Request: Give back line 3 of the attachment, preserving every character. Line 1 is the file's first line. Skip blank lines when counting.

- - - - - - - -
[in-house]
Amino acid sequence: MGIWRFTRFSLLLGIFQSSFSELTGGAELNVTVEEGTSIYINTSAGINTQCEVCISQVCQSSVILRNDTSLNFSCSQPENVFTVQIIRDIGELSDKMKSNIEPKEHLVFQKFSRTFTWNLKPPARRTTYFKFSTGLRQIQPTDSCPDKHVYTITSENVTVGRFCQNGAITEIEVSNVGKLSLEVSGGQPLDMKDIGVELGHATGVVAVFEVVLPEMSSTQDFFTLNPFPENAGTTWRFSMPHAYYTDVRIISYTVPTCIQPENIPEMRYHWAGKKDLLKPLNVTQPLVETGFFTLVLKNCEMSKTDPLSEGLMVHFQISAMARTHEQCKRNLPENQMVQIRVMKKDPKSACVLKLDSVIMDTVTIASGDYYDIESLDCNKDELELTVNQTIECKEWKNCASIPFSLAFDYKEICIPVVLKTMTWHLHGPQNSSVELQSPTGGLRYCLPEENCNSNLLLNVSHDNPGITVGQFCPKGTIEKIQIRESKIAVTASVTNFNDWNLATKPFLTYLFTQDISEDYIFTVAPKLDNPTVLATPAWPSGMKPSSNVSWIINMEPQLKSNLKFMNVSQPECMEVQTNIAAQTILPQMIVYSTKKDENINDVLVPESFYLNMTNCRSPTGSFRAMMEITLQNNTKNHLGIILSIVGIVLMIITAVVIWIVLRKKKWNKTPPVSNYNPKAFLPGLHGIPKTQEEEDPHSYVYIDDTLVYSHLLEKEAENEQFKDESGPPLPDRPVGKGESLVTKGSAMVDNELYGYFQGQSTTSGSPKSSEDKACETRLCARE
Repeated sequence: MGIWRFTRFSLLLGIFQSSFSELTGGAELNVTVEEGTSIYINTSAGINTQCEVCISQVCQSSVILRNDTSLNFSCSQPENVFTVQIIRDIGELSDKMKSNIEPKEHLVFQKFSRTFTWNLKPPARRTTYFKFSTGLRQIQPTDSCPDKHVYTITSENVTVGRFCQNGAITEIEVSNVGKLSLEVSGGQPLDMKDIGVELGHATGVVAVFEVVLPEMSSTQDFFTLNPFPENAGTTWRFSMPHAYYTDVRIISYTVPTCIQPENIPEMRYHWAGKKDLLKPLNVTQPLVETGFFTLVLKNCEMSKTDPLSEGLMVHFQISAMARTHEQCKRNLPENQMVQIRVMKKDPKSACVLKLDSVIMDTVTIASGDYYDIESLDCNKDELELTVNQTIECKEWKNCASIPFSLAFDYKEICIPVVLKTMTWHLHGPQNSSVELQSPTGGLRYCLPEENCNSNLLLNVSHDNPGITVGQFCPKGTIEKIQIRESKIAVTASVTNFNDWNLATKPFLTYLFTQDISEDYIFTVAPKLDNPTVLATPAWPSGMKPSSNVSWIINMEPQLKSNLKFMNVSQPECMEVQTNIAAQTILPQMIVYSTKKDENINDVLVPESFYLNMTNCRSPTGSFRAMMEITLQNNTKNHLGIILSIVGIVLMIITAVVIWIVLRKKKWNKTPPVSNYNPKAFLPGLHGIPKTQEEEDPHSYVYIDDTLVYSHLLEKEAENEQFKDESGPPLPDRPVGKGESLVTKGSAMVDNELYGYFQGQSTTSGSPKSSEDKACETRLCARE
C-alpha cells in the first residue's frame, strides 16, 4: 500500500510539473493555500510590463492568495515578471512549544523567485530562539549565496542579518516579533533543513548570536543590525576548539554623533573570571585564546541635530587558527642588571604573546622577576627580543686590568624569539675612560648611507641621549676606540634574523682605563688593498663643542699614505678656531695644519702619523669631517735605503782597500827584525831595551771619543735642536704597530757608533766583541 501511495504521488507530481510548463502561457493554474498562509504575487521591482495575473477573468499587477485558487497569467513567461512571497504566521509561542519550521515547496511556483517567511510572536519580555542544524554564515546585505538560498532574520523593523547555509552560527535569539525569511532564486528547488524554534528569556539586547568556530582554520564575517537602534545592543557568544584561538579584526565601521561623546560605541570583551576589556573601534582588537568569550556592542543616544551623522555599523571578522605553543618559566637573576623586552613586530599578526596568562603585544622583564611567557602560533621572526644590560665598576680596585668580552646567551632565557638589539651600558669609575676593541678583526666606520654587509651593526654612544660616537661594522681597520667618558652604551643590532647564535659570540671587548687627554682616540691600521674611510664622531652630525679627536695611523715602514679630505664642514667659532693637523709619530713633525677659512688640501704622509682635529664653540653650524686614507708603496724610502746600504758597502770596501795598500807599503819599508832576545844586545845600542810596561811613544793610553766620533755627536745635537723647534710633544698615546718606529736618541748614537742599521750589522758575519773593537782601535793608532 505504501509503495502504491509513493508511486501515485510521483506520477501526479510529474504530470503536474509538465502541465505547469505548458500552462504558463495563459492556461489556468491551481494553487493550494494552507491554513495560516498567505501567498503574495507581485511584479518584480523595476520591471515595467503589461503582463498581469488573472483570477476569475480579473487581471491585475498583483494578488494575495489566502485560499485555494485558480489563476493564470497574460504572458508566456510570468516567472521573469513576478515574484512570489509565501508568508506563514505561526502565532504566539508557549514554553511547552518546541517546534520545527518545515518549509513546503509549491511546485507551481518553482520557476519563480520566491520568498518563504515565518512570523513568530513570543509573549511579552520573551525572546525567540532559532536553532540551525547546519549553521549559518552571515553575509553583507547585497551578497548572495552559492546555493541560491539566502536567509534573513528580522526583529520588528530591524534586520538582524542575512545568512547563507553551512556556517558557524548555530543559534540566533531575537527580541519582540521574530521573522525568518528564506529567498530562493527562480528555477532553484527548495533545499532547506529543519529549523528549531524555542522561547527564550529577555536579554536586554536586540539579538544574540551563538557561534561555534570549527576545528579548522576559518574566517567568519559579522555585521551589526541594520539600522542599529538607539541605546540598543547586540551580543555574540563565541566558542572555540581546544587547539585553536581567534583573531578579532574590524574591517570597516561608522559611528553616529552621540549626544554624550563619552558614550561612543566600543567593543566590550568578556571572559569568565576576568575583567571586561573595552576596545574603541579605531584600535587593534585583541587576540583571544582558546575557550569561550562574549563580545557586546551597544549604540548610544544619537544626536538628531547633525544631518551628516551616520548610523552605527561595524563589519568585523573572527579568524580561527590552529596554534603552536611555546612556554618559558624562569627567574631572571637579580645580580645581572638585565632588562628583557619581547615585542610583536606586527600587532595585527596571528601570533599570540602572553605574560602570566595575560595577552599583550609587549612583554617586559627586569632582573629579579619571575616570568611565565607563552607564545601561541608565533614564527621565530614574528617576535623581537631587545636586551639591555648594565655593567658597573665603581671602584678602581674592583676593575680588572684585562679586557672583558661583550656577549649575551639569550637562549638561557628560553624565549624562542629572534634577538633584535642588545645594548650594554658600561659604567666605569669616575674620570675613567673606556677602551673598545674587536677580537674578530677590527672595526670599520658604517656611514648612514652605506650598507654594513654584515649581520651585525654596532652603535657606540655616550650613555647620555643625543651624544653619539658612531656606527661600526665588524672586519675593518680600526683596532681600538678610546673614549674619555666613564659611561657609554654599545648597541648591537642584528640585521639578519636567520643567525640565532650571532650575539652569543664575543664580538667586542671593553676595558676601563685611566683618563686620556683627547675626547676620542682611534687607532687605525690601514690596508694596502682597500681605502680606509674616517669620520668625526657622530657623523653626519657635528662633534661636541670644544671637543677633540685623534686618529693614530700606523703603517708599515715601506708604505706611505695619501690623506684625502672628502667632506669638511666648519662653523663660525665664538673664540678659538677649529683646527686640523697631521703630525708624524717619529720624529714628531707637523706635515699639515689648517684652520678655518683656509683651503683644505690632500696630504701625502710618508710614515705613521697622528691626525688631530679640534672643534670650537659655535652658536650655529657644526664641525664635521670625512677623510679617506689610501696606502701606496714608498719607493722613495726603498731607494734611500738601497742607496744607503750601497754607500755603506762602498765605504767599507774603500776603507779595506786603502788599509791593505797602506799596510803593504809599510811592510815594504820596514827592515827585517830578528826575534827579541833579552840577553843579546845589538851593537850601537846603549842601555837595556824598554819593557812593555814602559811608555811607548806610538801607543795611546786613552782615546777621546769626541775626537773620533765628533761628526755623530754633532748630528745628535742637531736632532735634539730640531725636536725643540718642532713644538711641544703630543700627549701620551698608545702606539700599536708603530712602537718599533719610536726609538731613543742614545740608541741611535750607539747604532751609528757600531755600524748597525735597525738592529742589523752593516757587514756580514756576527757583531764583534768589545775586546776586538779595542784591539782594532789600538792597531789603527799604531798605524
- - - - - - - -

Repeated sequence: MGIWRFTRFSLLLGIFQSSFSELTGGAELNVTVEEGTSIYINTSAGINTQCEVCISQVCQSSVILRNDTSLNFSCSQPENVFTVQIIRDIGELSDKMKSNIEPKEHLVFQKFSRTFTWNLKPPARRTTYFKFSTGLRQIQPTDSCPDKHVYTITSENVTVGRFCQNGAITEIEVSNVGKLSLEVSGGQPLDMKDIGVELGHATGVVAVFEVVLPEMSSTQDFFTLNPFPENAGTTWRFSMPHAYYTDVRIISYTVPTCIQPENIPEMRYHWAGKKDLLKPLNVTQPLVETGFFTLVLKNCEMSKTDPLSEGLMVHFQISAMARTHEQCKRNLPENQMVQIRVMKKDPKSACVLKLDSVIMDTVTIASGDYYDIESLDCNKDELELTVNQTIECKEWKNCASIPFSLAFDYKEICIPVVLKTMTWHLHGPQNSSVELQSPTGGLRYCLPEENCNSNLLLNVSHDNPGITVGQFCPKGTIEKIQIRESKIAVTASVTNFNDWNLATKPFLTYLFTQDISEDYIFTVAPKLDNPTVLATPAWPSGMKPSSNVSWIINMEPQLKSNLKFMNVSQPECMEVQTNIAAQTILPQMIVYSTKKDENINDVLVPESFYLNMTNCRSPTGSFRAMMEITLQNNTKNHLGIILSIVGIVLMIITAVVIWIVLRKKKWNKTPPVSNYNPKAFLPGLHGIPKTQEEEDPHSYVYIDDTLVYSHLLEKEAENEQFKDESGPPLPDRPVGKGESLVTKGSAMVDNELYGYFQGQSTTSGSPKSSEDKACETRLCARE